although generally substantially clearer than that of contemporary high
level core mathematics, needs to be made even much clearer than it has
been. The fom list can serve as a vehicle for discussion of this interest.
Often one has to reflect carefully on high level FOM in order to state the
results in a way in which the general intellectual interest is most
apparent and compelling. Let me mention a primary example. Let us consider
Godel/Cohen to be the complex of results about the consistency and
independence of the axiom of choice and of the continuum hypothesis (in the
presence of the axiom of choice) from ZF (ZFC). One can on one extreme
a) state the axioms of ZFC, the axiom of choice, the continuum hypothesis,
the notion of formal proof; also give background about the notion of
cardinality in connection with the statement of the continuum hypothesis.
Then state Godel/Cohen.
Or at another extreme
b) assert that there is a commonly accepted system of axioms and rules that
is considered more than adequate to formalize all currently accepted
mathematical proofs. Assert that this commonly accepted system is based on
the single concept of set with membership, and is called standard axiomatic
set theory. That they form the usual axioms and rules of inference for
mathematics. Assert that the two most important problems in set theory -
indeed the two main problems emphasized by the founder of set theory - were
shown to be neither provable nor refutable within standard axiomatic set
theory. More specifically, the first was shown to be neither provable nor
refutable within standard axiomatic set theory, but has been regarded as
having the flavor of an additional axiom. And that when added as an
additional axiom - as is common today - the resulting system is not
sufficient to prove or refute the second of the most important problems in
set theory. This second of the most important problems in set theory is, in
contrast, not of the flavor of an axiom.
I can go on at considerable additional length with all kinds of points in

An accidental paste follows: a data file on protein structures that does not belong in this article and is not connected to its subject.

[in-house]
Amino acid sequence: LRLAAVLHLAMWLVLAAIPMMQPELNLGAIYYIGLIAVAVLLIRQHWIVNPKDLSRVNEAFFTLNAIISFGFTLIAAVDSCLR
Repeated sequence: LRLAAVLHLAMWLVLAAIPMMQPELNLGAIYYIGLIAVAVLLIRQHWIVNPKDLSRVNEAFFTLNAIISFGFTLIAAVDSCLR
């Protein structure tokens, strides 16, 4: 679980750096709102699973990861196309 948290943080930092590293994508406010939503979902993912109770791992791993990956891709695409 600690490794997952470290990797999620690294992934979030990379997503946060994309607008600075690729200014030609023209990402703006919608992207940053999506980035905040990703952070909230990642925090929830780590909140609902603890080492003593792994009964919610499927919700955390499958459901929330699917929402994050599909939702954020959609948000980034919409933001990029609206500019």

b) of general intellectual interest, including seminal open problems such
as - what is an axiom? where do they come from? specifically where do the
usual axioms and rules for mathematics come from? what is so different
about the axiom of choice versus the continuum hypothesis? etcetera,
etcetera.
But note that in b), ******one deliberately does not give any formal
definitions whatsoever.***** Of course, one is **invited** to get into
specific details. But the point I wish to emphasize is this: that b)
clearly states the general intellectual interest of Godel/Cohen in a far
more convincing and compelling manner than a). Specifically, the place of
Godel/Cohen in the history of ideas is made clear at the general
intellectual level.
I would like you to get the feeling that there is something rigorous going
on here, in the construction of b), and in the comparison of b) and a).
6. The general intellectual interest of high level contemporary FOM after
1962 is also very high, and the preponderance of this work can also be
couched in such terms. Furthermore, there is a massive amount of high level
FOM that will be done in the future with similar general intellectual
interest.
7. The whole of human knowledge will be recast in such terms, together with
an appropriate system of **invitations**. And these invitations lead to
further invitations, etcetera. This amounts to an hierarchical organization
of all ideas and knowledge that will realize the Leibnizian unification
vision. FOM will form an exemplary model of how this hierarchical
organization of ideas is acheived, as well as the virtually unlimited power
of such an hierarchical organization, not only for the construction and
development of research programs, but also for education.